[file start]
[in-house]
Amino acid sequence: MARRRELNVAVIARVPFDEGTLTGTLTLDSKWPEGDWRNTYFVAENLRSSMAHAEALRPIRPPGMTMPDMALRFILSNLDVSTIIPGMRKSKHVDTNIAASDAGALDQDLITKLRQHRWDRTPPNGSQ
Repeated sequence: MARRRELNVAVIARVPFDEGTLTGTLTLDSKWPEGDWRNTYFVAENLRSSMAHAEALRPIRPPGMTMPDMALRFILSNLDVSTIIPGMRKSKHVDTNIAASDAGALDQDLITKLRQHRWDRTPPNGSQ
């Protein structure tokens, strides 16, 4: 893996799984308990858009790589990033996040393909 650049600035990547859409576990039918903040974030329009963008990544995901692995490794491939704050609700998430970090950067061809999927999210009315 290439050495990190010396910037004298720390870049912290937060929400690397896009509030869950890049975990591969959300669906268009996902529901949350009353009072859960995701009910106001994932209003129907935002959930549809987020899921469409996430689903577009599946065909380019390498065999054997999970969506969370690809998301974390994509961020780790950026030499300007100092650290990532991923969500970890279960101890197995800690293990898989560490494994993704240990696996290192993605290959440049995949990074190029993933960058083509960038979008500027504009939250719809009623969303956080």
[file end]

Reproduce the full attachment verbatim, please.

[in-house]
Amino acid sequence: MARRRELNVAVIARVPFDEGTLTGTLTLDSKWPEGDWRNTYFVAENLRSSMAHAEALRPIRPPGMTMPDMALRFILSNLDVSTIIPGMRKSKHVDTNIAASDAGALDQDLITKLRQHRWDRTPPNGSQ
Repeated sequence: MARRRELNVAVIARVPFDEGTLTGTLTLDSKWPEGDWRNTYFVAENLRSSMAHAEALRPIRPPGMTMPDMALRFILSNLDVSTIIPGMRKSKHVDTNIAASDAGALDQDLITKLRQHRWDRTPPNGSQ
């Protein structure tokens, strides 16, 4: 893996799984308990858009790589990033996040393909 650049600035990547859409576990039918903040974030329009963008990544995901692995490794491939704050609700998430970090950067061809999927999210009315 290439050495990190010396910037004298720390870049912290937060929400690397896009509030869950890049975990591969959300669906268009996902529901949350009353009072859960995701009910106001994932209003129907935002959930549809987020899921469409996430689903577009599946065909380019390498065999054997999970969506969370690809998301974390994509961020780790950026030499300007100092650290990532991923969500970890279960101890197995800690293990898989560490494994993704240990696996290192993605290959440049995949990074190029993933960058083509960038979008500027504009939250719809009623969303956080």